Diplomats Ask for an Extension on Writing Up Iran Negotiations

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Photo: Brendan Smialowski/AFP/Getty Images

The United States, Britain, France, Germany, Russia, and China were reportedly very close to an agreement with Iran on nuclear power yesterday, and are furiously trying to patch the remaining problems even though the deadline passed at midnight. The hope is that a deal might be reached on April Fools’ Day. “I hope that we can finalize the work on Wednesday and hopefully start the process of drafting,” Iranian foreign minister Javad Zarif told The Wall Street Journal. French foreign minister Laurent Fabius didn’t seem as optimistic, telling Reuters“Things have progressed, but not enough … that we can reach an immediate deal. We are firm. We want a robust deal with detailed checks.”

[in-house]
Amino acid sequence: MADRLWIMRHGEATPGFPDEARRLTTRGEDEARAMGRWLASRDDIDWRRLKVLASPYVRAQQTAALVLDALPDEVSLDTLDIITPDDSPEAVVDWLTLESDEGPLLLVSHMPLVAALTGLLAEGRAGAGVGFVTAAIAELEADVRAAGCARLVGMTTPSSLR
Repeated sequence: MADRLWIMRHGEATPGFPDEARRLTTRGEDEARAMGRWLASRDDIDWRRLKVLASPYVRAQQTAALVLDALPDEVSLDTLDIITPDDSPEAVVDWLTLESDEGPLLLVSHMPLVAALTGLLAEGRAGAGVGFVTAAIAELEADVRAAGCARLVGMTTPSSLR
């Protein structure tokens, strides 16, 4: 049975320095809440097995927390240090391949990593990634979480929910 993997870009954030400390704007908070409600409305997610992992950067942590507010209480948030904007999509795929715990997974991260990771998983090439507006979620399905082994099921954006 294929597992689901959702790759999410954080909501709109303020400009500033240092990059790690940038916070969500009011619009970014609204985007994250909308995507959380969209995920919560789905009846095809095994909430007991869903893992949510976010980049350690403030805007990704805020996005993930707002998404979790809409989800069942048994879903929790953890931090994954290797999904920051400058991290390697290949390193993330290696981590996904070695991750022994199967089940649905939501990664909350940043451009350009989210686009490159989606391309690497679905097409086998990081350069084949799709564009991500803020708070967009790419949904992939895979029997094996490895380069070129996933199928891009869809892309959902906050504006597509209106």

Fingers crossed.” said British foreign secretary Philip Hammond. Another diplomat who wanted to remain anonymous, probably because of their less-than-sunny opinions, told the Washington Post that the deal didn’t seem so close. 

The biggest sticking points remaining concern how quickly United Nations sanctions against Iran would be lifted, how much nuclear research Iran will be able to continue doing, and where in the world Iran’s enriched uranium will go. 

The White House was especially interested in making sure that negotiations were successful this week, although the official deadline for an accord is not until the end of June; the longer it takes to hammer out the details of the agreement, the less likely everyone will agree on it in the end. Republicans in Congress have said that they would consider passing new sanctions against Iran if a deal were not reached. However, Congress is on break until April 14. 

A Pew Research Center poll from this week shows that 49 percent of Americans approve of the negotiations; 62 percent believe, however, that Congress should have the final say in approving the final accord.